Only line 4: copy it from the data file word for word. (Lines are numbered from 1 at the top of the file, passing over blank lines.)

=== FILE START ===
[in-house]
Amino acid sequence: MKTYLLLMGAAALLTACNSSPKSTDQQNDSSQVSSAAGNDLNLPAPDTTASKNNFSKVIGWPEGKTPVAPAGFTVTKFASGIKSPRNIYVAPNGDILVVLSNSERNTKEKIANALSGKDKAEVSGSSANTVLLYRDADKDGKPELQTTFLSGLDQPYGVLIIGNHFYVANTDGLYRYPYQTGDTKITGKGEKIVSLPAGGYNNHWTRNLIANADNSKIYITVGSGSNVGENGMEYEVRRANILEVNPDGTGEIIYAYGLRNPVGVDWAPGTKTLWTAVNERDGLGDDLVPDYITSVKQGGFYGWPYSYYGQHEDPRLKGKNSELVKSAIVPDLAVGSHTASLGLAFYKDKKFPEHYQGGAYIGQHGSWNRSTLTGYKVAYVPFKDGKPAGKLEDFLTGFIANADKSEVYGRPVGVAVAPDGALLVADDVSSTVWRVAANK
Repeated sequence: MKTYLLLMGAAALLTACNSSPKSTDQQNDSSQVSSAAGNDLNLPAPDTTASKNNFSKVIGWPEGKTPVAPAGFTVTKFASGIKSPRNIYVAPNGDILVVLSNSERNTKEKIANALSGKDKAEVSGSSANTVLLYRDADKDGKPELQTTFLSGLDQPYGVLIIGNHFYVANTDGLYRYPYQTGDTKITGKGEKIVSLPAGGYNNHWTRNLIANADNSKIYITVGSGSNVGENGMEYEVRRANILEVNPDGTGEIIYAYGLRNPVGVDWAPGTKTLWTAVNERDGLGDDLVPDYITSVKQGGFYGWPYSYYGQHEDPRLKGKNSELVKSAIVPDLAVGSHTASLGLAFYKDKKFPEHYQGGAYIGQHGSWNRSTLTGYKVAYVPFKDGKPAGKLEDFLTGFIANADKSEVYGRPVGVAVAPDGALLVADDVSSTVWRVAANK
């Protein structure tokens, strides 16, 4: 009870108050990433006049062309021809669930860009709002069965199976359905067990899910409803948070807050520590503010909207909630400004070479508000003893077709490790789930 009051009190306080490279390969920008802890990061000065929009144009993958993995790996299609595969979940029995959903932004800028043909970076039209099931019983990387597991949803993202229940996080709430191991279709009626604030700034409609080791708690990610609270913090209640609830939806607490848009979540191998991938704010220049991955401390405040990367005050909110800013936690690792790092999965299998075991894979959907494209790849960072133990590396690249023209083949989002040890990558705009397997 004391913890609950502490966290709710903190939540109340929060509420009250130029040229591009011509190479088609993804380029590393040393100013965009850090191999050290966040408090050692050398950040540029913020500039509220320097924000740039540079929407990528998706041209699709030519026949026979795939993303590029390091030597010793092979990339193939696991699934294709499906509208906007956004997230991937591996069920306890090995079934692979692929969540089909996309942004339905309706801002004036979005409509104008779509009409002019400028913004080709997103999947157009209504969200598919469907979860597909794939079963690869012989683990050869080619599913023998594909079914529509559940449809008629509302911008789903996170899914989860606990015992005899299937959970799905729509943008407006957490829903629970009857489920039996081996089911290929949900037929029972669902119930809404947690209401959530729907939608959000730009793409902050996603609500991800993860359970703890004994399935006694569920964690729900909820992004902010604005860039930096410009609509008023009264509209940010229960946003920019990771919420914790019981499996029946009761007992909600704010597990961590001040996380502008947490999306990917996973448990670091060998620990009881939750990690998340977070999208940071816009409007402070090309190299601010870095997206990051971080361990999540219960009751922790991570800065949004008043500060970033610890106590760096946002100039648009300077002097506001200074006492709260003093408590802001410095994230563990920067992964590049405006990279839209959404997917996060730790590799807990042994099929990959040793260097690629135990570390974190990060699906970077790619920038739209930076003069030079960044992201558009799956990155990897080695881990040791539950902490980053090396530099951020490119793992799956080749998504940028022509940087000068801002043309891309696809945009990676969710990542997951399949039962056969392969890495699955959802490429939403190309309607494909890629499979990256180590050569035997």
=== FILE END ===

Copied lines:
């Protein structure tokens, strides 16, 4: 009870108050990433006049062309021809669930860009709002069965199976359905067990899910409803948070807050520590503010909207909630400004070479508000003893077709490790789930 009051009190306080490279390969920008802890990061000065929009144009993958993995790996299609595969979940029995959903932004800028043909970076039209099931019983990387597991949803993202229940996080709430191991279709009626604030700034409609080791708690990610609270913090209640609830939806607490848009979540191998991938704010220049991955401390405040990367005050909110800013936690690792790092999965299998075991894979959907494209790849960072133990590396690249023209083949989002040890990558705009397997 004391913890609950502490966290709710903190939540109340929060509420009250130029040229591009011509190479088609993804380029590393040393100013965009850090191999050290966040408090050692050398950040540029913020500039509220320097924000740039540079929407990528998706041209699709030519026949026979795939993303590029390091030597010793092979990339193939696991699934294709499906509208906007956004997230991937591996069920306890090995079934692979692929969540089909996309942004339905309706801002004036979005409509104008779509009409002019400028913004080709997103999947157009209504969200598919469907979860597909794939079963690869012989683990050869080619599913023998594909079914529509559940449809008629509302911008789903996170899914989860606990015992005899299937959970799905729509943008407006957490829903629970009857489920039996081996089911290929949900037929029972669902119930809404947690209401959530729907939608959000730009793409902050996603609500991800993860359970703890004994399935006694569920964690729900909820992004902010604005860039930096410009609509008023009264509209940010229960946003920019990771919420914790019981499996029946009761007992909600704010597990961590001040996380502008947490999306990917996973448990670091060998620990009881939750990690998340977070999208940071816009409007402070090309190299601010870095997206990051971080361990999540219960009751922790991570800065949004008043500060970033610890106590760096946002100039648009300077002097506001200074006492709260003093408590802001410095994230563990920067992964590049405006990279839209959404997917996060730790590799807990042994099929990959040793260097690629135990570390974190990060699906970077790619920038739209930076003069030079960044992201558009799956990155990897080695881990040791539950902490980053090396530099951020490119793992799956080749998504940028022509940087000068801002043309891309696809945009990676969710990542997951399949039962056969392969890495699955959802490429939403190309309607494909890629499979990256180590050569035997």